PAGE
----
Never Tell

I'll never tell.

{Entry for the first option of the Secrets, Schemes and Sewing Machines competition: write a story about a family secret}


1. "What Happened?"



"What happened?"


"What happened?" 

That was the first question they asked me, as they sat me down on a plastic chair, and handed me a sloppy cup of tea to drink. 

Now, on any other day, at any other time, I could have answered that question perfectly fine. Well, I could still have answered it then, but that's not the point. I didn't want to. I didn't want to tell them.

And so, I sat there in silence, and I didn't answer their stupid question. 

They didn't like that. Still, they told me it was okay, that I didn't need to be frightened. 

I wasn't frightened. Well, maybe a little bit - but not of them. I wasn't frightened of the guns in their pockets, or the guards at the door. I wasn't frightened of their steel-capped boots or the doctors they kept consulting with. And I wasn't that frightened of the truth. 

Meryl was. She kept stammering, and blubbing, and at one point I was worried she might tell. But she didn't. None of us did. She just wet her pants instead. 

They really didn't like that. It went all over the floor, and it took them ages to mop it up. I would've laughed, but then they might have thought I was mad. Which I'm not - none of us are. Apart from Freddy, maybe. Sometimes, he gets really crazy; that's what started Meryl's pant-wetting off. She's ten now. She ought to get over it.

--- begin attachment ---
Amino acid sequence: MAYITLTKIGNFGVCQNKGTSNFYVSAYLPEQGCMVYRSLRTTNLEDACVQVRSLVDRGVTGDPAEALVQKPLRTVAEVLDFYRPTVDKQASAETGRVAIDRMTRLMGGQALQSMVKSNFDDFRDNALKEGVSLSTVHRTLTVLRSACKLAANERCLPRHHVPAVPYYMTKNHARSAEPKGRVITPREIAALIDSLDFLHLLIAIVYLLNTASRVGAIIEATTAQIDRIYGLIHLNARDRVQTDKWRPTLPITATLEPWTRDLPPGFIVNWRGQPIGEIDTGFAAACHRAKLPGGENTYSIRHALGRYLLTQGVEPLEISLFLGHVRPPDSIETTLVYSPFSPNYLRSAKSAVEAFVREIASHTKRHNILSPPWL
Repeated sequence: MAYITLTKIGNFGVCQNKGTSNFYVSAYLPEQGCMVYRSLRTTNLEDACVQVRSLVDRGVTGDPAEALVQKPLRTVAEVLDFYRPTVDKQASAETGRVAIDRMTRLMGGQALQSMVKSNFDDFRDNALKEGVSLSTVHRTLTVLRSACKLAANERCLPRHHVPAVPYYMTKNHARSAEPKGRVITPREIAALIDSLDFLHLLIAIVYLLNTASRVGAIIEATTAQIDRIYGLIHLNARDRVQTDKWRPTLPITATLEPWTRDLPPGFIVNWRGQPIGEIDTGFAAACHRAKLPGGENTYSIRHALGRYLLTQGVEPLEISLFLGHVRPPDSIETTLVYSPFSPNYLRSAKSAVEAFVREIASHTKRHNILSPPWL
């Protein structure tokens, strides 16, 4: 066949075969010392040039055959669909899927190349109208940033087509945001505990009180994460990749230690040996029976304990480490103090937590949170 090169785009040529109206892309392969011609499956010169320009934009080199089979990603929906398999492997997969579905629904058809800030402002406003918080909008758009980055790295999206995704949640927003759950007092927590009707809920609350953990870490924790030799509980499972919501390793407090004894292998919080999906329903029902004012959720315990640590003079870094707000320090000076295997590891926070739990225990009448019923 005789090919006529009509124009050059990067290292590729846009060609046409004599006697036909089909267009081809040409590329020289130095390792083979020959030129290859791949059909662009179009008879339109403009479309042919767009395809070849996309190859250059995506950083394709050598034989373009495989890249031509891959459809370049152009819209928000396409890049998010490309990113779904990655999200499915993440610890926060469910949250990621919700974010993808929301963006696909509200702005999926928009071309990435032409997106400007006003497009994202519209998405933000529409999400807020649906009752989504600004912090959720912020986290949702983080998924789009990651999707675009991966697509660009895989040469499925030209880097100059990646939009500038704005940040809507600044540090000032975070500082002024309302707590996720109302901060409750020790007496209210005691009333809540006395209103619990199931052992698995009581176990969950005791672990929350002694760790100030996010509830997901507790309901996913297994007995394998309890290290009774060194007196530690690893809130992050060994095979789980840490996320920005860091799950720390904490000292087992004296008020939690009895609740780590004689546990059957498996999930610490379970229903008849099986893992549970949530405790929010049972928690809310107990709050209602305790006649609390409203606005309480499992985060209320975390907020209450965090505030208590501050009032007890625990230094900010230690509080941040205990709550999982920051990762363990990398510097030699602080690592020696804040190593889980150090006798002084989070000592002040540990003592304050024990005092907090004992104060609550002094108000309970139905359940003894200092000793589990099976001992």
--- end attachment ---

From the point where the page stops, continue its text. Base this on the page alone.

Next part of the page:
Normal kids get over stuff like that. 

I'm normal. 

Well, ish. 

I guess what we did wasn't normal. Saya said it wasn't, but she did it anyway. We don't back out, our family. That's not how it works. 

Me, and Meryl, and Freddy, and Eline, and Saya, and little Patch. Our family. Oh, and Dad. Sort of. I don't think Dad really likes the family much. He definitely didn't like Mum.

Freddy's like a dad. Or at least, he tries to be. That's how it works for us - Freddy looks after the family, runs the house, pays the bills. He's sixteen. He isn't old enough, but it's okay. We're okay.

Well, we were. 

But Freddy's still my brother. He's our brother. We're all siblings; we all stick together. And like I said, no' one backs out. 

Well, apart from Petra. But we don't talk about Petra. 

Anyway, whilst Meryl was busy pissing on the floor, I was still sitting there, on the plastic chair - which had gum on the underneath of it, by the way - not answering questions. And they were still there, with their guns and steel-capped boots, still telling me it was okay.

Which, to be honest, I don't think it was. I don't what we did was as okay at all. Petra-

Ahem, nothing. Petra doesn't matter. 

And nor do any of those stupid kids. The other kids, not my family kids. I love my family kids. In a way. Especially Eline. She's my favourite. 

She's very small, even for a seven year-old. She's the youngest apart from Patch - he's only five - but she's the best. The best at everything. Her funny little teeth stick out in this weird, wonky way, and when she speaks, occasionally, she always tells me about which ones are wobbly, and which canine is the sharpest. It's kind of boring, but it's good. 

She doesn't talk about the stuff we don't talk about.